Since March 2011, a 30-mile radius around the ruined Fukushima Daiichi reactor has been a designated exclusion zone, unsafe to travel. Over 100,000 evacuees left in a hurry and left behind a snapshot of what life looked like in the moments just before they fled. A brave soul recently snuck in to photograph the…
Maybe the Belgians know something we don’t. The country has just decided to give everyone iodine pills for use in the event of nuclear catastrophe.
It’s been thirty years since the Chernobyl disaster and radiation levels in plants seemed to have died down. So why are levels of radiation in milk still peaking?
Earlier this week, we heard alarming reports of a “significant” nuclear waste leak at Hanford, the largest radioactive waste dumpsite in the country. Should we be worried? Absolutely. But mainly because this is a symptom of a much bigger problem that’s been festering for decades.
Radiation is all around us and too much of radiation is a bad thing so... are we all just screwed from all the radio waves and microwaves and ultraviolet radiation and rainbows and x-rays and radon and nuclear radiation in the world? Not exactly. Ted-Ed explains in the video animation below how not all radiation is…
When Japan’s Fukushima Daiichi nuclear power plant suffered its meltdown in 2011, over 44,0000 workers helped safely take it offline. Now, more than four years later, comes the first diagnosis of cancer in a recovery worker to be linked to radiation exposure during the work.
The accident at the Chernobyl Nuclear Power Plant in 1986 had a devastating impact on the local population and forced 116,000 people to permanently leave their homes. But now researchers have discovered that, while the people may not have returned, the contaminated area of Belarus is teeming with wild animals,…
People are terrified that they’re being exposed to radiation all the time, whether from distant nuclear accident or the mobile devices snuggled against their heads. Generally, they are wrong. Here are the most radioactive objects in the world around you, and the truth about which ones cause health problems.
Zirconium is best known to the public as the ring you get your fiancée if you don’t love her enough to invest in a blood diamond. Popular as it is in “fake” jewelry, zirconium is more often used in power plants and space shuttles, because it has a remarkable resistance to damage by radiation.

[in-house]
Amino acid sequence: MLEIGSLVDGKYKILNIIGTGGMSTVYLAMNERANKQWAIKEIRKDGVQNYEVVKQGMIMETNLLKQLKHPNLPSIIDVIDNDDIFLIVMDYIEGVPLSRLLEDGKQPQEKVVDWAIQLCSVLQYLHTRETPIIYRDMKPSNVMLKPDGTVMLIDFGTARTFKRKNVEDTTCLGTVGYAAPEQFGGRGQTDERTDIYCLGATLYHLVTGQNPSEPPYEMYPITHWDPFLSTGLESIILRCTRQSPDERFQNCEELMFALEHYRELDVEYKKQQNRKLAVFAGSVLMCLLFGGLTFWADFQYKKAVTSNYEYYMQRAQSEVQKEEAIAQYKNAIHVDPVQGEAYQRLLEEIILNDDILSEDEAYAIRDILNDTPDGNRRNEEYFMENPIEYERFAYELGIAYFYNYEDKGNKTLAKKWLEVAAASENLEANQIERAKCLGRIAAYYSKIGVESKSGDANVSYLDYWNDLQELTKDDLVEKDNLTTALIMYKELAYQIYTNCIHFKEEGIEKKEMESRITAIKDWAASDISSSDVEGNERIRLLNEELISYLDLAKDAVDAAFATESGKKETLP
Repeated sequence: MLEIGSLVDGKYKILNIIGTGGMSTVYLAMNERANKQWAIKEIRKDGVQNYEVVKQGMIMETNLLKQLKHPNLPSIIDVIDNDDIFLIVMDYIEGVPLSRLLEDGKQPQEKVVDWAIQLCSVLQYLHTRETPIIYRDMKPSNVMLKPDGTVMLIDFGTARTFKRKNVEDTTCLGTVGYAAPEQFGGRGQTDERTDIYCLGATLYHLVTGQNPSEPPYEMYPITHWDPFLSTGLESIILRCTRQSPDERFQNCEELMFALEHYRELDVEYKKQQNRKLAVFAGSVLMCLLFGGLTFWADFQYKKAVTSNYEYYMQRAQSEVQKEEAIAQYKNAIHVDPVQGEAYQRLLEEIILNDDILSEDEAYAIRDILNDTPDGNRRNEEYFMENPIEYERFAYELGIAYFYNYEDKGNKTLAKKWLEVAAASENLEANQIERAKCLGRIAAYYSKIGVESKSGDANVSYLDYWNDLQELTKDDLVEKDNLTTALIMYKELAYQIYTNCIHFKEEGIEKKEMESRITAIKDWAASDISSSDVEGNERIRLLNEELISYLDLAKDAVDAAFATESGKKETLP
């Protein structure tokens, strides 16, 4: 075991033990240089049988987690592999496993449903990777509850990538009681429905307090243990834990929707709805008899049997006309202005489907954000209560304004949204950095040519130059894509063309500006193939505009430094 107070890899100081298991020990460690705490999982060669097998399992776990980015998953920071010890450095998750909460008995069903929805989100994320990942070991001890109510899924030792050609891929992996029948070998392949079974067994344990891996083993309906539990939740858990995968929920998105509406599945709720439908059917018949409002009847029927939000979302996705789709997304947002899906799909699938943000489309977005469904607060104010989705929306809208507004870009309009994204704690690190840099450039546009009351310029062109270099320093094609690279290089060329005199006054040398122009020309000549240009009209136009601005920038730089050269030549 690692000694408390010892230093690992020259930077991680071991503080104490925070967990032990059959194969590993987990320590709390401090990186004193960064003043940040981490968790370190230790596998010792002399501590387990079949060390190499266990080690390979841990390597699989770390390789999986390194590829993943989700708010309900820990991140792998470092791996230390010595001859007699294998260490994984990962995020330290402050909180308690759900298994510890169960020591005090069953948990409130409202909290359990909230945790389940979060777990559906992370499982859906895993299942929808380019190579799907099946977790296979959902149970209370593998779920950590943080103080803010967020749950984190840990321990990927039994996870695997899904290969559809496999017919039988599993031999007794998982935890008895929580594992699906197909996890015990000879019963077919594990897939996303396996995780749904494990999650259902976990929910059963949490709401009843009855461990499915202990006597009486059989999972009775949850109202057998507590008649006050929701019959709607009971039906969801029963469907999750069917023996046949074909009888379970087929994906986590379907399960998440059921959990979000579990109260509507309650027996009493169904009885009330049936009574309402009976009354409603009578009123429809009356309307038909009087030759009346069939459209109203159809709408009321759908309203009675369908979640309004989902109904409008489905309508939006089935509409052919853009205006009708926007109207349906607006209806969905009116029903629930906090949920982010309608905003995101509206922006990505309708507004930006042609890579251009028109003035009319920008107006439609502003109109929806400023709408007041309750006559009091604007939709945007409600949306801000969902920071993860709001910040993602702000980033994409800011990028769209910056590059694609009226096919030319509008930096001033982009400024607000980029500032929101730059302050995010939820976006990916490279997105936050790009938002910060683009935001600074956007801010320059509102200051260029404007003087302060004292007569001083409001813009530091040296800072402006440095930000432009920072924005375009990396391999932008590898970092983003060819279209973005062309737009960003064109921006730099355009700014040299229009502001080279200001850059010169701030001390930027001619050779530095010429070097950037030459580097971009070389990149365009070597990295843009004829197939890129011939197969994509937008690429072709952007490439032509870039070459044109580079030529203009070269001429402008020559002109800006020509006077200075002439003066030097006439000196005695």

A picture of some deformed plant sex organs is alarming people all over the internet this week. The photo, taken by Twitter user @san_kaido, shows a bunch of daisies that look like conjoined twins. The accompanying tweet describes their twisted, ribbonlike appearance, and reports a radiation reading for the spot.
When Geoff Watts went to a radon clinic within an Austrian mountain, he found the heat and humidity more troubling than the radioactivity.
Radioactivity stirs primal fears in many people—but an undue sense of its risks can cause real harm.
Back in 2011, a team of volunteers crammed Geiger counters into bento-shaped boxes to map the radiation following the Fukushima meltdown. It turned into the biggest collection of radiation data in history. Next up: tackling air pollution.
We don’t fully know the answer. But every crew that resides on the International Space Station provides us information that we use to adjust our protocols and that extends that period of time. Let’s take a closer look.
There’s a bizarre crime wave afoot in Mexico, in which thieves are targeting trucks transporting radioactive materials. But before you suspect terrorists, know this: in all of the recent cases (three in the past 18 months, including one this week), the robbers had no idea what they were stealing.
Here's a really neat, classic experiment that's always fun to see. When you place uranium inside a cloud chamber, you can see it decay and emit bits of radiation. It's like seeing little alpha particle torpedoes shooting out in every direction, leaving a trail behind.
Artist Phillip Stearns' A Chandelier For One of Many Possible Endings is a custom light fixture containing 92 elements, each connected to a Geiger counter and each representing an electron in a Uranium atom. They light up in response to radiation, creating a haunting pattern.
After the nuclear meltdown at Fukushima, scientists began a massive effort to monitor radioactive contamination of food grown nearby. And one good thing did come out of it—we learned how radioactivity moves through the ecosystem.
Fukushima is Japan's radiation nightmare that just won't go away. Ever since March 11, 2011, the damaged plant has been riddled with leaks and cleanup setbacks. Now Tepco, the operator of the damaged facility, says they've recorded spikes between 50-70 times above average readings in the gutters that pour water into a…